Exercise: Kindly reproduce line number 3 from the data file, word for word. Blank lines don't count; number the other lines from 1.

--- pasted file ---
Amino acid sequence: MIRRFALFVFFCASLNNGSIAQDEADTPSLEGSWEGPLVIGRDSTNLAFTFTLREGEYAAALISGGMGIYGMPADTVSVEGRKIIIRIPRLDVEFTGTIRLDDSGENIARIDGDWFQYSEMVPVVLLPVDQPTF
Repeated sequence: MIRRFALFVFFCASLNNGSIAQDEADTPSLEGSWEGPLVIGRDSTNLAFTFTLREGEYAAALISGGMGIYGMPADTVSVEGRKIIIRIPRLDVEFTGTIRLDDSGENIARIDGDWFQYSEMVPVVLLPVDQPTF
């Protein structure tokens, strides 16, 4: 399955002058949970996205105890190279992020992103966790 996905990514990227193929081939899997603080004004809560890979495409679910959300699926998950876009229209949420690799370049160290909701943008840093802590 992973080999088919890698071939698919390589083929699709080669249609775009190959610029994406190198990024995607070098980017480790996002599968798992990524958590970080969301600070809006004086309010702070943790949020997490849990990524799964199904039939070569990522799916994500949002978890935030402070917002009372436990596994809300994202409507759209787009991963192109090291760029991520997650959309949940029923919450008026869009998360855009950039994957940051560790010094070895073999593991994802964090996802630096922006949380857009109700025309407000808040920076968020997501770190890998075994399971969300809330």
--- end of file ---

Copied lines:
């Protein structure tokens, strides 16, 4: 399955002058949970996205105890190279992020992103966790 996905990514990227193929081939899997603080004004809560890979495409679910959300699926998950876009229209949420690799370049160290909701943008840093802590 992973080999088919890698071939698919390589083929699709080669249609775009190959610029994406190198990024995607070098980017480790996002599968798992990524958590970080969301600070809006004086309010702070943790949020997490849990990524799964199904039939070569990522799916994500949002978890935030402070917002009372436990596994809300994202409507759209787009991963192109090291760029991520997650959309949940029923919450008026869009998360855009950039994957940051560790010094070895073999593991994802964090996802630096922006949380857009109700025309407000808040920076968020997501770190890998075994399971969300809330």